The third tier, some of them we’ve seen really embrace esports as a means of growing their brand. From the endemic side, HyperX has completely built on esports, going from Kingston to HyperX. The second-tier brands, they have more to gain toward the top-tier brands. They’re early and experimenting and investing in esports. But the top-tier brands, they have more to lose than to gain. They’re afraid that their brand will be negatively influenced by a move that’s not respected. They’re very careful, and not always rightfully so. They’re also a bit arrogant, of course.

The third-tier brands might take half a year to decide what they’re going to do. The second tier, maybe nine months. And then the top tier, at least a year. We know, from the moment they start inquiring with us, when they buy their first report–we can guess, approximately, when the big announcement is coming. That’s a theory we’re testing internally, anyway. But the different tiers each have a different dynamic and time span.

GamesBeat: Once we go through that process, is that the point where you think that esports organizations in general become profitable? Or is there still a lot more to go to make that assumption?

Warman: That’s an interesting point. We continue to publish figures and forecasts, and then half of the audience says we’re overinflating the potential in the market, and the other half says we’re underestimating what’s going on. We’re very aware of the effect that those numbers can have. The end potential is billions of dollars. I think everyone agrees on that. It’s just a question of the pace of getting there, and whether we’ll stumble on the way.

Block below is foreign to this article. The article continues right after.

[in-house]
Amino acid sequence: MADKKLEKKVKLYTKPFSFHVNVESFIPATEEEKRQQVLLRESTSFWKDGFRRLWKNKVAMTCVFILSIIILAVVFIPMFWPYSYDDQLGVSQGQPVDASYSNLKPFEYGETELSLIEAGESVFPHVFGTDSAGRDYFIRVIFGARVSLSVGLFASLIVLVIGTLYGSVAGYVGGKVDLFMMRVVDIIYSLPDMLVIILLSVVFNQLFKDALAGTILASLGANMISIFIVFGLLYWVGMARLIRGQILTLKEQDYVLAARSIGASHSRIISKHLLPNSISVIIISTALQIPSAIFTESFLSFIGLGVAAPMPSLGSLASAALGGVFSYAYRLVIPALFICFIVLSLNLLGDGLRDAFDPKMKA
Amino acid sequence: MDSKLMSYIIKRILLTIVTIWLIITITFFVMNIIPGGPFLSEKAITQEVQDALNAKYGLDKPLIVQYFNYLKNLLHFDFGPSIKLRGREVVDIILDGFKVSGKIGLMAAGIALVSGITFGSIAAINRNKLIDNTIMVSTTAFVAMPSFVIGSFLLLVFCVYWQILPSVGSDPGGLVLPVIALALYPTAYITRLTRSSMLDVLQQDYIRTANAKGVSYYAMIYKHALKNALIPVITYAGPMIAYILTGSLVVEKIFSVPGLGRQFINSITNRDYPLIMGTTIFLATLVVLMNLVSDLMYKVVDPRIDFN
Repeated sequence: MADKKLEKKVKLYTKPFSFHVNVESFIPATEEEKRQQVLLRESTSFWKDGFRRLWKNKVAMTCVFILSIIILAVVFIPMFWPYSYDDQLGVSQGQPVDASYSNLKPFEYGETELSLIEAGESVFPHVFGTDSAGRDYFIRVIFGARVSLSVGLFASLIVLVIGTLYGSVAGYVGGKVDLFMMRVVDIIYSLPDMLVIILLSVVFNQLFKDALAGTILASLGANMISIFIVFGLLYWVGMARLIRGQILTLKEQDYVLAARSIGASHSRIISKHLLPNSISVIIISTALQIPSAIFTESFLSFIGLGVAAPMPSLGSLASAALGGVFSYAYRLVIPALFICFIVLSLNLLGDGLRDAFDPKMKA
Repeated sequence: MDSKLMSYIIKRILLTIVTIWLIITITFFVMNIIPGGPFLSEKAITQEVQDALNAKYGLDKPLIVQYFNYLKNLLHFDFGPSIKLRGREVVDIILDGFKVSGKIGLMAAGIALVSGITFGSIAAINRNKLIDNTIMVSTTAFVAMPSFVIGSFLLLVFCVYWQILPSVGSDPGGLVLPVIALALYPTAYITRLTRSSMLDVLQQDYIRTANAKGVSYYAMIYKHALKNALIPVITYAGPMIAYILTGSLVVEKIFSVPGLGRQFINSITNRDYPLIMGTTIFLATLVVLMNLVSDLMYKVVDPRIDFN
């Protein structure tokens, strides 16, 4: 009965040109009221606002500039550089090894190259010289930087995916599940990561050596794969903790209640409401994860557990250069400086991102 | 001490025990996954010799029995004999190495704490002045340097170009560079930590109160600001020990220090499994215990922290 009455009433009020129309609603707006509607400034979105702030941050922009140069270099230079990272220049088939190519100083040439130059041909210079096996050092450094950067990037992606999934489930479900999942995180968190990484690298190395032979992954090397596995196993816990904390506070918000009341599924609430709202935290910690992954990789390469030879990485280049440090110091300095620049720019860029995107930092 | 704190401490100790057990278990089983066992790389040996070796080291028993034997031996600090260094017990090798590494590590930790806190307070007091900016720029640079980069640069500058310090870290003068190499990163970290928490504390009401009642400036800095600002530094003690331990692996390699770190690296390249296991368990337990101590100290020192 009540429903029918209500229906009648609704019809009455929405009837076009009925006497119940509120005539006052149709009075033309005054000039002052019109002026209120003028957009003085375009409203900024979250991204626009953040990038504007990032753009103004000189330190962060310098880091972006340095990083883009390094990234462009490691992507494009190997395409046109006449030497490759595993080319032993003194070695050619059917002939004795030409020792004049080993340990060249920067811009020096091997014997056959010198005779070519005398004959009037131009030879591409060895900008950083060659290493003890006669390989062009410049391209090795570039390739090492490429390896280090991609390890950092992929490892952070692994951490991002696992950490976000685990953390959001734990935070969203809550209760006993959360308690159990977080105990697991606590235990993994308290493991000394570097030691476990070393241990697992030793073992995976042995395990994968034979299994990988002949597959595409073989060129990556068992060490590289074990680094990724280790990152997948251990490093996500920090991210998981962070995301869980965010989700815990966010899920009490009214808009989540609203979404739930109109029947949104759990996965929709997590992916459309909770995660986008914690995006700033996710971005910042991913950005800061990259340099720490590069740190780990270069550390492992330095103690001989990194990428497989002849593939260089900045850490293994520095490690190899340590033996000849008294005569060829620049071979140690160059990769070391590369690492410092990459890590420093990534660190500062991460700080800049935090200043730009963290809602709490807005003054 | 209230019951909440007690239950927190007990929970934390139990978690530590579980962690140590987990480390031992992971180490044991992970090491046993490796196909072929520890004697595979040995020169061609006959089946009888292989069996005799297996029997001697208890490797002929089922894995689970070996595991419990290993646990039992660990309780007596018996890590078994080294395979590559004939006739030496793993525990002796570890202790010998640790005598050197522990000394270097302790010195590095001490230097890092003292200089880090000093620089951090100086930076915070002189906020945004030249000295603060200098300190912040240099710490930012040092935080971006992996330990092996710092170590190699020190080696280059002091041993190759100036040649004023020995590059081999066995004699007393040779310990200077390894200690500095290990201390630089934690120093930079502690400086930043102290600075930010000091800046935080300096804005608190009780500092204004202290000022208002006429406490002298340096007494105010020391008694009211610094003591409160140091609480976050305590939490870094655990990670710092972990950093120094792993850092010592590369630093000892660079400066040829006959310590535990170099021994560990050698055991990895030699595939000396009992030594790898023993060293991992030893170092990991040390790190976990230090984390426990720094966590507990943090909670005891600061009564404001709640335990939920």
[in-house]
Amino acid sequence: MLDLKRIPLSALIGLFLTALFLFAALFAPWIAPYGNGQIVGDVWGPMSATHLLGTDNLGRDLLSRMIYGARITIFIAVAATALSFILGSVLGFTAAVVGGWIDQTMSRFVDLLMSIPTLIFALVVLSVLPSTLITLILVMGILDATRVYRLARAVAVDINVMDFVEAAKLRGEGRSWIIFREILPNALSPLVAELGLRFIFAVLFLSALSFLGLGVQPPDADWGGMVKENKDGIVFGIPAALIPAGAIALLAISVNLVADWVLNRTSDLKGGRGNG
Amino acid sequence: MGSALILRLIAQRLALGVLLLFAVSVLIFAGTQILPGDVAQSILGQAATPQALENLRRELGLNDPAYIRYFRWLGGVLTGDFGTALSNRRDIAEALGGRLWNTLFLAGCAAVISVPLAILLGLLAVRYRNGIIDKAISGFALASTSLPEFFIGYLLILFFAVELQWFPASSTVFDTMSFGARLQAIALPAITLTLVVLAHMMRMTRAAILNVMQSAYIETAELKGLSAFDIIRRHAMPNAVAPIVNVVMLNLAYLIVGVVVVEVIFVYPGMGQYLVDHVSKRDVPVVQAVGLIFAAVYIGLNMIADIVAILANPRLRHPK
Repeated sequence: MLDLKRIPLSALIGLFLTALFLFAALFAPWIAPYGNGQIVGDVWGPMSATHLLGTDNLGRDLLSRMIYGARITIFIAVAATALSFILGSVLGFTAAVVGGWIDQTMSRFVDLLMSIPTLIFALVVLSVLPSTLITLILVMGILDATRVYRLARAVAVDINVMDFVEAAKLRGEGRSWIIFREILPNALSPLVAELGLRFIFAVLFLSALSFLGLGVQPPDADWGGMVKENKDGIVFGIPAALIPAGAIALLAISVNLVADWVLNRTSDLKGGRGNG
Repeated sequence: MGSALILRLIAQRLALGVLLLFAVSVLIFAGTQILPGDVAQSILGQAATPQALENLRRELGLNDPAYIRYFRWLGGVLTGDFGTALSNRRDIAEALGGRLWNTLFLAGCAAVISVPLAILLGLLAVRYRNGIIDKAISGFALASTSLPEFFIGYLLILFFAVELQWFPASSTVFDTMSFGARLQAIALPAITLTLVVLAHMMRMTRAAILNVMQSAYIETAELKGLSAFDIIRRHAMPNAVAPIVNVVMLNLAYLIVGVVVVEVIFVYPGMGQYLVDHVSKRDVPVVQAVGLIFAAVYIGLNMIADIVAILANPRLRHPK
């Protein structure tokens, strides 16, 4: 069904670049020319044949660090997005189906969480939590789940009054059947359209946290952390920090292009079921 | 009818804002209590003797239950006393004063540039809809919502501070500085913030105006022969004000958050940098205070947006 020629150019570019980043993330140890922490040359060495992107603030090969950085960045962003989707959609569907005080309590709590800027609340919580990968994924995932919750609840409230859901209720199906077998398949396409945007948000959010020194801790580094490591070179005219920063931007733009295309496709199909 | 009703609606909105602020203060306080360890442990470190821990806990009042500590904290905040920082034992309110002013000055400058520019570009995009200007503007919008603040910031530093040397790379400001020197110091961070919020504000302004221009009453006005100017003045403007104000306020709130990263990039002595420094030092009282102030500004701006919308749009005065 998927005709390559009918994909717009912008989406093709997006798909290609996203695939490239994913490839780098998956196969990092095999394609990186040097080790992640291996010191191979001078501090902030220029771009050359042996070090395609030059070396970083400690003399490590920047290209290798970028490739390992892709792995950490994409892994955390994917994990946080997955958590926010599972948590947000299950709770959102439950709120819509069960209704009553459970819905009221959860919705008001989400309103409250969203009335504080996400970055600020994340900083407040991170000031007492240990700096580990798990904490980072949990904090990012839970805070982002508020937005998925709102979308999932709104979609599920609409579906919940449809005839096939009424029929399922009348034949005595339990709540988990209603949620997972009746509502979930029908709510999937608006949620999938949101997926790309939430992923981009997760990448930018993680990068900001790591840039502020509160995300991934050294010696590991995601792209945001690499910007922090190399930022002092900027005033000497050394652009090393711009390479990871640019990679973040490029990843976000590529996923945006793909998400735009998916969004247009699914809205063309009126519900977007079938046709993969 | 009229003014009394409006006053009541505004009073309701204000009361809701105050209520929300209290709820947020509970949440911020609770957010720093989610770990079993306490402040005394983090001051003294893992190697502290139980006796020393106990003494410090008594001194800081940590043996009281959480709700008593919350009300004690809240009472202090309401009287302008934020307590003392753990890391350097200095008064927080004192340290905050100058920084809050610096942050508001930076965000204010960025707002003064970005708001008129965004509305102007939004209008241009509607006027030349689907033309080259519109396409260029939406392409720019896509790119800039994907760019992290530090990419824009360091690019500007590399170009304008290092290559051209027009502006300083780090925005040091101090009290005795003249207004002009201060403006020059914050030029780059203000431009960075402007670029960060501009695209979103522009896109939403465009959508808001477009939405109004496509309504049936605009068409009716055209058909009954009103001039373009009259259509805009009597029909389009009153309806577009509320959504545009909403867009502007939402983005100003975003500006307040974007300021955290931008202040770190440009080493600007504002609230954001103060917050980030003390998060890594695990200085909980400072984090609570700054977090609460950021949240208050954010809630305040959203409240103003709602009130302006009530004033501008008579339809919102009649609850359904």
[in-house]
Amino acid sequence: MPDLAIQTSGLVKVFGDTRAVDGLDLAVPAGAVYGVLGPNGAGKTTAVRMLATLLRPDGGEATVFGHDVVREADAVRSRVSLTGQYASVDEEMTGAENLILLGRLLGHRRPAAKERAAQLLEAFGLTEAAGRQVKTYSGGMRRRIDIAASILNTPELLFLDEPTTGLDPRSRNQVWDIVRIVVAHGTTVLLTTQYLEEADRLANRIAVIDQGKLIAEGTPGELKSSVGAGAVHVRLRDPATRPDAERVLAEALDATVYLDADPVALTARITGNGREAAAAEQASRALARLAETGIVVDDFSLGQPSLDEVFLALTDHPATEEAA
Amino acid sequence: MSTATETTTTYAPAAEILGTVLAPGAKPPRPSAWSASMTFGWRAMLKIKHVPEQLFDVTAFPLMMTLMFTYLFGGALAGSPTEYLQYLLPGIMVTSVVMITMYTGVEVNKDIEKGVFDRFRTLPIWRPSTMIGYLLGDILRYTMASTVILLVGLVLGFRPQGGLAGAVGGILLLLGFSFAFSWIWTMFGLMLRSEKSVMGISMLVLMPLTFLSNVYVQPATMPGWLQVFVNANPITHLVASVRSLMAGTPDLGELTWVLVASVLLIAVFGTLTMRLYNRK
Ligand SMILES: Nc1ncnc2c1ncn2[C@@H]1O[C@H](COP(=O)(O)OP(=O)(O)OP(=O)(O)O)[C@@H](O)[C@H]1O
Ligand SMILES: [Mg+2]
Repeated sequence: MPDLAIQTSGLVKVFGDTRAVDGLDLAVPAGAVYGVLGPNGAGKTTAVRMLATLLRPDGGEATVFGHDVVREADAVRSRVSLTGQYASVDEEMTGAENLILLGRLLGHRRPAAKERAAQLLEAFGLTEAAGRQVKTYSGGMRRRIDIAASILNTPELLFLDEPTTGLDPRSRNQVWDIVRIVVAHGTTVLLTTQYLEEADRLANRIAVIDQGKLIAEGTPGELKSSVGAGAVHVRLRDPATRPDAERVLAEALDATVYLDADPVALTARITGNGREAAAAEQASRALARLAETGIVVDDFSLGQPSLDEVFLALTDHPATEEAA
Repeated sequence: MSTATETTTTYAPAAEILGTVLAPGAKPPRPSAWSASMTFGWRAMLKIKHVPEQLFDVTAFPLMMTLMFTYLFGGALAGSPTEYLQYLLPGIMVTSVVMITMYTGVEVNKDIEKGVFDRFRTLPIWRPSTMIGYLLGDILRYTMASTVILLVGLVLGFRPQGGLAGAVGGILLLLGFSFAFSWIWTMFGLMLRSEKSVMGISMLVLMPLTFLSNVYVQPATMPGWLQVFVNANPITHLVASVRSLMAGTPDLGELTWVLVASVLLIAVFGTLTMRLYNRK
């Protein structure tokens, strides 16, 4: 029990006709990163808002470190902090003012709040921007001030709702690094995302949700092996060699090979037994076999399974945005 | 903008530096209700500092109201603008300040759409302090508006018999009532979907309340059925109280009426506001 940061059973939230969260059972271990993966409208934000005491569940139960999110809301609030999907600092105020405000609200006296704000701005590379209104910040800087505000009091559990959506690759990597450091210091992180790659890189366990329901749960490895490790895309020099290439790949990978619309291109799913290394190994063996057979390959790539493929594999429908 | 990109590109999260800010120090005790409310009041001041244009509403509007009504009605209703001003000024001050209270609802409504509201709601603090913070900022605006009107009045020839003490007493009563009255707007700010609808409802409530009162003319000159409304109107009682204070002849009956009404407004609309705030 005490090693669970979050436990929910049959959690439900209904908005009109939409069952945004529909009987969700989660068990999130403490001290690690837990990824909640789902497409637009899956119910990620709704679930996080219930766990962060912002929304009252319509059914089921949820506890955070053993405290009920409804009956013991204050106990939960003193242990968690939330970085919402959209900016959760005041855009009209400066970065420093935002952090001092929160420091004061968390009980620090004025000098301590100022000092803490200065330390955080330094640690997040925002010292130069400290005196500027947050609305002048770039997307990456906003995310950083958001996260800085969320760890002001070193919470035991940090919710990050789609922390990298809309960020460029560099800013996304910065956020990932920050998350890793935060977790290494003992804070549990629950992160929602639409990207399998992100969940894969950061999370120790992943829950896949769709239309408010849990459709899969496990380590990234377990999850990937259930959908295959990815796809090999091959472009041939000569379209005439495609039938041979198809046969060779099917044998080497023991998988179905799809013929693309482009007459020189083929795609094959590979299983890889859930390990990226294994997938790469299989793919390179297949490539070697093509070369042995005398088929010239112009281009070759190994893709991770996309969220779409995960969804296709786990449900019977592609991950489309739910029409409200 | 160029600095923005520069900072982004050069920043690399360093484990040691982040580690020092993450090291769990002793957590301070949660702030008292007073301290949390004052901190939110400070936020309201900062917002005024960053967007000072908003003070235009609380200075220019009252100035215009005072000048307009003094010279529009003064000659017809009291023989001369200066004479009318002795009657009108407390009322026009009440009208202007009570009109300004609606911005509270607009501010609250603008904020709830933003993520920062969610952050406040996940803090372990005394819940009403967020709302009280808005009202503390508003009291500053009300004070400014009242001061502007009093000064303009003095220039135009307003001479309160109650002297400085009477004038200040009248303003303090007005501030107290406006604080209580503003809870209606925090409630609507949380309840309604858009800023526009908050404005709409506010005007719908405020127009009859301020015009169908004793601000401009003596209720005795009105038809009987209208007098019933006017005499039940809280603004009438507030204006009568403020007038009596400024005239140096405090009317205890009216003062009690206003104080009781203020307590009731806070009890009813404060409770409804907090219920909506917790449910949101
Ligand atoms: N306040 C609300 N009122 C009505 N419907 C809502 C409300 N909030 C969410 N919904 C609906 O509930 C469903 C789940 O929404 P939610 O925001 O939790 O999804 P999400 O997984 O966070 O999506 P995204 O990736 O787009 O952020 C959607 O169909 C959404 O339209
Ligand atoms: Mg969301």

There’s still a chance that the first investments, the financial investments and brand investments–the ecosystem may not be professional enough to handle that and give back a good return in the way they want to see. It could be that there will be a devaluation. “Maybe esports isn’t all it’s cracked up to be. Let’s give it a couple of years to mature.” There might be a slowdown. That’s a risk.

That will cause real trouble for the people who’ve built the ecosystem, because the teams aren’t profitable yet. The money going around is all investments and media rights deals. Not that much is trickling down to the teams, while the teams increasingly have to pay more salary. They’re having a hard time being profitable. The coming year or two will be critical for the health of the teams. That’s the most important thing.